A number of meetings among top league presidents are planned for this week across college football with the expected resolution of postponing fall sports until 2021, multiple sources have told Sports Illustrated. “It’s gotten to a critical stage,” one conference commissioner told Sports Illustrated Sunday, after a conference call with colleagues. “I think all of us will be meeting with our boards in the coming days. We have work to do that is no fun.” On Saturday, the Mid-American Conference postponed fall sports. The Big Ten followed with an announcement that it was pausing its scheduled progression to full-pads football practices. A well-placed source told Sports Illustrated, “I think by the end of the week the fall sports will be postponed in all conferences.”
Referees agree to opt-out language
The NFL reached an agreement with the NFL Referees Association on protocols related to the novel coronavirus and opt-out provisions for the 2020 season, the NFLRA announced. According to the NFLRA, any game official or replay official with coronavirus-related concerns can opt out of the season by Thursday and receive a $30,000 payment. The opt-out decision would be treated as a leave of absence and the official would have guaranteed job protection to return for the 2021 season, according to the NFLRA. The NFLRA also said that any positive coronavirus test by a game official during the season would be treated as an injury sustained during a league-sanctioned or required activity and the official would be entitled to pay, medical expenses, and benefits . . . The Jacksonville Jaguars are down two more defensive linemen, bringing their total to five just a week into training camp. The Jaguars placed defensive tackles Brian Price (knee) and Dontavius Russell (hip) on injured reserve Sunday, adding to a depth problem created when defensive end Lerentee McCray and defensive tackle Al Woods opted out of the 2020 season because of the pandemic . . . New Rams defensive tackle A’Shawn Robinson, who agreed to a two-year, $17 million contract with the Rams in March, will be sidelined indefinitely with a non-football injury. Coach Sean McVay admitted Robinson’s condition was “something that kind of surprised us” when Robinson reported to training camp. Robinson’s condition isn’t coronavirus-related.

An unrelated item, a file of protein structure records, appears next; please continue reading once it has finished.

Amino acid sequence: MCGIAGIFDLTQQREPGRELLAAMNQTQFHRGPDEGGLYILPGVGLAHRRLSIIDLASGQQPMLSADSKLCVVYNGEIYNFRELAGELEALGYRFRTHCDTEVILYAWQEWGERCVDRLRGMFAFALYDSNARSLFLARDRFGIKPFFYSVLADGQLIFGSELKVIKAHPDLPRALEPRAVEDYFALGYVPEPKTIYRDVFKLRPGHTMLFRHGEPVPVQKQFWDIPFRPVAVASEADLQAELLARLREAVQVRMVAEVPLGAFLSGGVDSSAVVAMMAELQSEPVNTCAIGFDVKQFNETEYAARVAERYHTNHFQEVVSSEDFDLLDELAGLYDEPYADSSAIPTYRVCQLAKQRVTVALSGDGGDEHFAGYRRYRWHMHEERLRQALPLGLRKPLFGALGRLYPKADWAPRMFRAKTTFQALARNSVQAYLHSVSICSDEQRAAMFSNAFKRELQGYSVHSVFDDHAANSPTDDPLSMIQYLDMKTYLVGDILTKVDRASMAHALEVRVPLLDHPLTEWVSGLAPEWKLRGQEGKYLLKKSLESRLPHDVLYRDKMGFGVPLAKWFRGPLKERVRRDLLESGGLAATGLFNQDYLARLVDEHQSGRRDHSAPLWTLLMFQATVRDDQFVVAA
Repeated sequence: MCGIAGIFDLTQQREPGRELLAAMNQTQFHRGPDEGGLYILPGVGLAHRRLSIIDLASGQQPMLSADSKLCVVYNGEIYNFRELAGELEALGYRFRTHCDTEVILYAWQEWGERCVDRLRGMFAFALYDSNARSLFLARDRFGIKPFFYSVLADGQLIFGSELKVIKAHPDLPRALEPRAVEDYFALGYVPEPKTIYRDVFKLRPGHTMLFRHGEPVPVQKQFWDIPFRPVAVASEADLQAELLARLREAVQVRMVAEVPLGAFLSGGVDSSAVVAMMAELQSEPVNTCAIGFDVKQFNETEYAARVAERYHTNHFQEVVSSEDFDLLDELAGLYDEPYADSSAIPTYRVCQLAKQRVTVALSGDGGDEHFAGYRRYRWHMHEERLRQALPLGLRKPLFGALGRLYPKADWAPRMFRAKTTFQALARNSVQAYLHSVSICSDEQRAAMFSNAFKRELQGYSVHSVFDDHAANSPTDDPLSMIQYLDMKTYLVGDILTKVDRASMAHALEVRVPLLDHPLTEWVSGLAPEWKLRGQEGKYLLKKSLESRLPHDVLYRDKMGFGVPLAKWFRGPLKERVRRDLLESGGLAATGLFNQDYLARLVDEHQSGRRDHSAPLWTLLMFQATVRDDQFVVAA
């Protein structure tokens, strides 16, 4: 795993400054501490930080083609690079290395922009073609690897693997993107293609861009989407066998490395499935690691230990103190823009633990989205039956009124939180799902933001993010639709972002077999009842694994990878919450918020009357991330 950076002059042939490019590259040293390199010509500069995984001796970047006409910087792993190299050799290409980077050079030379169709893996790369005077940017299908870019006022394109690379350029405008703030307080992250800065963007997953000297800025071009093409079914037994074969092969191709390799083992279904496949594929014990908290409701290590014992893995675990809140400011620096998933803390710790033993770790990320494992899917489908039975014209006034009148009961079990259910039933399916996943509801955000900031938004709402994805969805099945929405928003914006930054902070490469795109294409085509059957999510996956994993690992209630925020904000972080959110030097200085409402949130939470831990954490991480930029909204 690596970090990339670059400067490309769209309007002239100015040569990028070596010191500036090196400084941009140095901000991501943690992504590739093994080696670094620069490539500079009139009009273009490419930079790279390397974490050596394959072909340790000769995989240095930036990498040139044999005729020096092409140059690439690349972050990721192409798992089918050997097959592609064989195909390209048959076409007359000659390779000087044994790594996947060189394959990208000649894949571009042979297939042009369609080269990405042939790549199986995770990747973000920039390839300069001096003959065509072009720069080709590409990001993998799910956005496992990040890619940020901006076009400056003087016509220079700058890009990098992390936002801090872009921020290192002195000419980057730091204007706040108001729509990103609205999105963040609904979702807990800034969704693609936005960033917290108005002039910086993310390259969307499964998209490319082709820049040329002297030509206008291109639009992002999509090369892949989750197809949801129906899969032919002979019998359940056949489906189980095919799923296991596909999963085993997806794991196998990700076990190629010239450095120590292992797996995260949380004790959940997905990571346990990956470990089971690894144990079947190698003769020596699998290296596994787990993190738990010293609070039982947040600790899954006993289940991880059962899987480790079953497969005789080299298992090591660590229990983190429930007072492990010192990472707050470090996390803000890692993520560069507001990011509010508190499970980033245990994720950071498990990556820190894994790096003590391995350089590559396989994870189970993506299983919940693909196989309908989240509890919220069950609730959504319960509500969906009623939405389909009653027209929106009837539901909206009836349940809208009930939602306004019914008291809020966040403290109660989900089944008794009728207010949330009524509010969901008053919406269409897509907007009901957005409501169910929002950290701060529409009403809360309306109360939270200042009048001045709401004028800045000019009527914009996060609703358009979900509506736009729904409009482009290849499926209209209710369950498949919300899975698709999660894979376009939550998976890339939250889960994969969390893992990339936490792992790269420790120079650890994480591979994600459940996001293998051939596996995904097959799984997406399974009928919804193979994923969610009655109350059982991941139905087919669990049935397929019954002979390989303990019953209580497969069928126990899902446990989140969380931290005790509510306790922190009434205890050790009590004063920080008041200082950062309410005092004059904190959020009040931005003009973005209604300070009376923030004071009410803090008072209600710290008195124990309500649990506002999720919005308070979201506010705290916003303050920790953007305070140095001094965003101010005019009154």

Kang a winner as Ko stumbles on 18